vital services for a mom and baby at a terribly fragile time in their lives. Free clinics cannot admit patients overnight. They can do tests but most medicine is not free. And 24 hour ER care is certainly not part of that either.

        And it’s only very general care. If mom or baby has a serious, unusual or chronic illness, they need an internal medicine specialist who can give them
        ongoing care and free clinics are too flooded to provide this.

        I’m not trying to vilify anyone, simply saying many Republican policies are misguided and need to be discussed calmly and rationally. I know you and I care about our loved ones equally; no doubt about that. Just a matter of working out the details. 😉



        • April 19, 2013 3:23 PM

          I’m not aware of any politician trying to outlaw contraceptives. I do know there are many people (myself included) adamantly opposed to defining an abortifacient as just another kind of birth control pill. An abortifacient destroys a fertilized egg. A contraceptive prevents fertilization of an egg. One destroys life, the other prevents life from being conceived. Huge difference, in both a physical and moral sense.

          We could debate healthcare all day. Some people want free, unrestricted healthcare coverage whether the country can pay for it or not. Some politicians are happy to pander to that desire, using it to get reelected, unconcerned about passing the debt on to future generations.

          I was going to say that debating healthcare coverage is straying from the subject of my post– but maybe not. For years, Democrats have told voters that abortion– the deliberate destruction of a helpless human life– is just another women’s health issue. How they reconcile this with the Hippocratic Oath and a doctor’s promise to “to abstain from doing harm,” they don’t say. Perhaps you share their view.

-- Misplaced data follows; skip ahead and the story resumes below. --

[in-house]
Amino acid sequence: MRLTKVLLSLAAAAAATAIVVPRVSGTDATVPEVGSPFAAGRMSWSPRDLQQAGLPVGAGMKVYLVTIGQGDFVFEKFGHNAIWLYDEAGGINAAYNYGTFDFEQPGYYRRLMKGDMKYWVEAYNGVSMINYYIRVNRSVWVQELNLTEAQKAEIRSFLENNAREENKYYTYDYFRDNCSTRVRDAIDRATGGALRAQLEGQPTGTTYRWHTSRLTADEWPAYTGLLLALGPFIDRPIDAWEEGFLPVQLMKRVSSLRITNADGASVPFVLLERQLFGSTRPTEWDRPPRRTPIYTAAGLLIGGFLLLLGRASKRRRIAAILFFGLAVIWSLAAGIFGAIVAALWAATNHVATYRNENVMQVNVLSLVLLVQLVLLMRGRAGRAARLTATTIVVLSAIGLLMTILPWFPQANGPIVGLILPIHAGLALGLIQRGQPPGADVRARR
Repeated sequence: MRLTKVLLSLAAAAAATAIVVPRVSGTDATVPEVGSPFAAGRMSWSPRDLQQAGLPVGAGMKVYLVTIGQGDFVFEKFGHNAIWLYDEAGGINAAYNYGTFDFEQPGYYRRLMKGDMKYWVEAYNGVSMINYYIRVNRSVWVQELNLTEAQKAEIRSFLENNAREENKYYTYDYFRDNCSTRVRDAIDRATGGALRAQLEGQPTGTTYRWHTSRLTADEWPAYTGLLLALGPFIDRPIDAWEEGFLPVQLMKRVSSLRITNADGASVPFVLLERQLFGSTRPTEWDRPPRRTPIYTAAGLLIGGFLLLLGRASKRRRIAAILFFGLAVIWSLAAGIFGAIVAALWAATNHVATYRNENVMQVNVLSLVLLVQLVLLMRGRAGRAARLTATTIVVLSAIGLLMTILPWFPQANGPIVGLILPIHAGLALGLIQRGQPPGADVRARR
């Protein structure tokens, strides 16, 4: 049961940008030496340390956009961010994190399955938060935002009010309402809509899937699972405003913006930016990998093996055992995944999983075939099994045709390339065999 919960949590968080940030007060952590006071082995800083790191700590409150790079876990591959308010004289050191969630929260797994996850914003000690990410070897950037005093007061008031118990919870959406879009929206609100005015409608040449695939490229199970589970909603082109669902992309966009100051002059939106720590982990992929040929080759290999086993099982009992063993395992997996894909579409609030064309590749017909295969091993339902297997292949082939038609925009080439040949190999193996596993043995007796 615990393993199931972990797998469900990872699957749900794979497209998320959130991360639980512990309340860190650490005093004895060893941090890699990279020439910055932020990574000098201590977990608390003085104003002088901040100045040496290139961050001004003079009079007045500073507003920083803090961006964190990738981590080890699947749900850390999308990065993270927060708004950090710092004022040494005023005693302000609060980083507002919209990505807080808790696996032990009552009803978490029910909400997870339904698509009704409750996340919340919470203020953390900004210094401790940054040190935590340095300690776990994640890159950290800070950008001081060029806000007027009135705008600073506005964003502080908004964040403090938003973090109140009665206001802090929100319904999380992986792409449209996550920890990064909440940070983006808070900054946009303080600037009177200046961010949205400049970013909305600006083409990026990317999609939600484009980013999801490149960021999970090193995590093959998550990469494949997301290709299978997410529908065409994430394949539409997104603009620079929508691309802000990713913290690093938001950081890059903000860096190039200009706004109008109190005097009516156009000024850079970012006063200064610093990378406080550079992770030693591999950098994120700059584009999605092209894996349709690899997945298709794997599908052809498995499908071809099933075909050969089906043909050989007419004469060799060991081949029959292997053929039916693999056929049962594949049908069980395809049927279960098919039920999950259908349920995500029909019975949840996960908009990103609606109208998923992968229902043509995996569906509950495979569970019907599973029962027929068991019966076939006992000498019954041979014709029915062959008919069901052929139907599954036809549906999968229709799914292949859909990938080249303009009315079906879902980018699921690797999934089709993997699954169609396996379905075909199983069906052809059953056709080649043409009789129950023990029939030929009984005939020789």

Think about the Gosnell case, then. For liberals and Democrats, the Gosnell case shouldn’t be just about abortion. By their own definition, it impacts women’s health because they define abortion as a women’s health issue. So why aren’t liberals and Democrats clamoring for the media to cover the case? Why isn’t the media (most of whom embrace liberal social values and vote Democratic) hastening to publicize the case?

          My guess: they suspect most people will be repelled by the horrors of the case, and take a much dimmer view of abortion.

          They also know, as Conor Friedersdorf wrote, that the Gosnell case “arguably informs the abortion debate in any number of ways, and has numerous plausible implications for abortion policy…” They fear those implications. So they ignore the case, effectively withholding information from the public– and betraying the public trust.

          FYI: I have a limit of 3 nested comments on my blog to ensure readability. I don’t think there’s anything else I can add here, but if you still have further thoughts, please put them in a new comment. And thank you again for your feedback.


  4. April 16, 2013 1:51 PM

    Normally, I would consider this a dead horse issue– one of those topics that incites bitter debate and deeply polarizes those that choose to debate about it. Yet I read part of the Atlantic story. I say only part because I was so sickened and nauseated that I could not finish it. But I did read Friedersdorf’s other story, “14 Theories for Why Kermit Gosnell’s Case Didn’t Get More Media Attention”, in full. I think he had my response pegged all right, since I generally like to think of myself as left of center. It’s difficult to articulate a response as it’s clearly a story that has very complex and multifaceted implications, but, no surprise, among the comments there, people still are aggressively pushing their views.

    Friedersdorf has a worthy discussion going, but although some commenting are taking it intelligently, IMO, some are still being very pushy about promoting their view only, and I feel like saying “dead horse issue, still” all over again.


    • April 17, 2013 9:19 AM

      Abortion, a dead horse? An unfortunate choice of words, I’m afraid. No, the abortion debate will continue into the foreseeable future– even if the media elects not to cover its very dark side.